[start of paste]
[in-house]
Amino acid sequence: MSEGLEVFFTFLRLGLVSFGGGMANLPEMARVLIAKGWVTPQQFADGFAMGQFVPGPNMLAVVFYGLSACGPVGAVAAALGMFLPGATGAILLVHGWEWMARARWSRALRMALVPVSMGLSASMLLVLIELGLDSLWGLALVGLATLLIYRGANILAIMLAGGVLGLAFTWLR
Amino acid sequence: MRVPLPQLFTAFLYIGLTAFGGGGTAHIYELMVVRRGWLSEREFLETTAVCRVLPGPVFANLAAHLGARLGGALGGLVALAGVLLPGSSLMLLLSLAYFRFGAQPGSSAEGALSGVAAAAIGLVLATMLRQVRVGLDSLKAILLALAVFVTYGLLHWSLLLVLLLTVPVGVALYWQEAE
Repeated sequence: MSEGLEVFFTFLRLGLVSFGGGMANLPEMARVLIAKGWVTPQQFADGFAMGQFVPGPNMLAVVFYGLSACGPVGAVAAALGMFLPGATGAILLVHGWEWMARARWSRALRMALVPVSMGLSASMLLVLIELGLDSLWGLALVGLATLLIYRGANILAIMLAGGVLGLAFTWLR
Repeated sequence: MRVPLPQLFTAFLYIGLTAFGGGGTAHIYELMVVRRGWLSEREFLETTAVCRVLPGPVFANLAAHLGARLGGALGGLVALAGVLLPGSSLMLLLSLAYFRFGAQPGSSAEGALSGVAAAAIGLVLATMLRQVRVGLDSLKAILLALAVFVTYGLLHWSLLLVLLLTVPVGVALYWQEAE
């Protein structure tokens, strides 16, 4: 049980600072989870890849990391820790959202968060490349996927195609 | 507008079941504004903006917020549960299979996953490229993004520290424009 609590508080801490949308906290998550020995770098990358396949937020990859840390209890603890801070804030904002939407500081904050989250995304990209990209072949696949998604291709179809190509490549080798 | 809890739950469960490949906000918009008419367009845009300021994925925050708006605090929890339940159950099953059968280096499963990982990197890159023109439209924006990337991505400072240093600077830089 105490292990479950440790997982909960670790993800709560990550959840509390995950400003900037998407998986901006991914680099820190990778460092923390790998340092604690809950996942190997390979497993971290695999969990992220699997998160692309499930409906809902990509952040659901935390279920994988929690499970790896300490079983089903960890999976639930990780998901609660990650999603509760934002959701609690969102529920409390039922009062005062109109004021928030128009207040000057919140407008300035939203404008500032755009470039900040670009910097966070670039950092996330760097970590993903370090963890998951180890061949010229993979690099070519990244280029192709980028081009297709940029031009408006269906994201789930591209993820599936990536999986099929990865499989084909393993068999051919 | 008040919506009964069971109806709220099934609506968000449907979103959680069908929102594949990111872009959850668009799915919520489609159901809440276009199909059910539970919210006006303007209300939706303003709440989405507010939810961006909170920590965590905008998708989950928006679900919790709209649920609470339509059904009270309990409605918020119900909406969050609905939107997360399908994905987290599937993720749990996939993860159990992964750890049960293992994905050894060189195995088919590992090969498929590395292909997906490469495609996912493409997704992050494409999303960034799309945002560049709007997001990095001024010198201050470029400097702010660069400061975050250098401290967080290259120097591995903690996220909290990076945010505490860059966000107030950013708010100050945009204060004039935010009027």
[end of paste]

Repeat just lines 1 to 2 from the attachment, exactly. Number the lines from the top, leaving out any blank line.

[in-house]
Amino acid sequence: MSEGLEVFFTFLRLGLVSFGGGMANLPEMARVLIAKGWVTPQQFADGFAMGQFVPGPNMLAVVFYGLSACGPVGAVAAALGMFLPGATGAILLVHGWEWMARARWSRALRMALVPVSMGLSASMLLVLIELGLDSLWGLALVGLATLLIYRGANILAIMLAGGVLGLAFTWLR